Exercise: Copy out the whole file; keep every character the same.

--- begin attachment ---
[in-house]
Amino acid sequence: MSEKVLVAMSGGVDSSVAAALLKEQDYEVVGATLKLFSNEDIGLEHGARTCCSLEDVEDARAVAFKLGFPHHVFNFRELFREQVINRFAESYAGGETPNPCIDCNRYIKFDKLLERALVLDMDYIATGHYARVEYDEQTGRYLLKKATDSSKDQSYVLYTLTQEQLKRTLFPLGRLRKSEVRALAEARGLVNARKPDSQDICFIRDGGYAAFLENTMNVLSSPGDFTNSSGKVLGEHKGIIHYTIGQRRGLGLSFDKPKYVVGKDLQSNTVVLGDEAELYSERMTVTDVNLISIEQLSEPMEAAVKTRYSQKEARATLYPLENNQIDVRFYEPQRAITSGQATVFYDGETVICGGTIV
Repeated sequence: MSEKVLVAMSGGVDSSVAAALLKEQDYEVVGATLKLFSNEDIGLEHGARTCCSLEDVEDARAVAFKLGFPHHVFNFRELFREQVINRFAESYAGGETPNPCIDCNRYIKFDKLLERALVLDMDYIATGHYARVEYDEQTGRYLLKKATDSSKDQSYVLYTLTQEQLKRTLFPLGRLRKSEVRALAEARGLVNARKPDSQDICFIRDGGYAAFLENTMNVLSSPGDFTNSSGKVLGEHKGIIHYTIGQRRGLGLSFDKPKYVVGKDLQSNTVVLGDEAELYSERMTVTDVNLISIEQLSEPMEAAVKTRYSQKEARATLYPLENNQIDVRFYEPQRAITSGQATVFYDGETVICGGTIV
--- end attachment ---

[in-house]
Amino acid sequence: MSEKVLVAMSGGVDSSVAAALLKEQDYEVVGATLKLFSNEDIGLEHGARTCCSLEDVEDARAVAFKLGFPHHVFNFRELFREQVINRFAESYAGGETPNPCIDCNRYIKFDKLLERALVLDMDYIATGHYARVEYDEQTGRYLLKKATDSSKDQSYVLYTLTQEQLKRTLFPLGRLRKSEVRALAEARGLVNARKPDSQDICFIRDGGYAAFLENTMNVLSSPGDFTNSSGKVLGEHKGIIHYTIGQRRGLGLSFDKPKYVVGKDLQSNTVVLGDEAELYSERMTVTDVNLISIEQLSEPMEAAVKTRYSQKEARATLYPLENNQIDVRFYEPQRAITSGQATVFYDGETVICGGTIV
Repeated sequence: MSEKVLVAMSGGVDSSVAAALLKEQDYEVVGATLKLFSNEDIGLEHGARTCCSLEDVEDARAVAFKLGFPHHVFNFRELFREQVINRFAESYAGGETPNPCIDCNRYIKFDKLLERALVLDMDYIATGHYARVEYDEQTGRYLLKKATDSSKDQSYVLYTLTQEQLKRTLFPLGRLRKSEVRALAEARGLVNARKPDSQDICFIRDGGYAAFLENTMNVLSSPGDFTNSSGKVLGEHKGIIHYTIGQRRGLGLSFDKPKYVVGKDLQSNTVVLGDEAELYSERMTVTDVNLISIEQLSEPMEAAVKTRYSQKEARATLYPLENNQIDVRFYEPQRAITSGQATVFYDGETVICGGTIV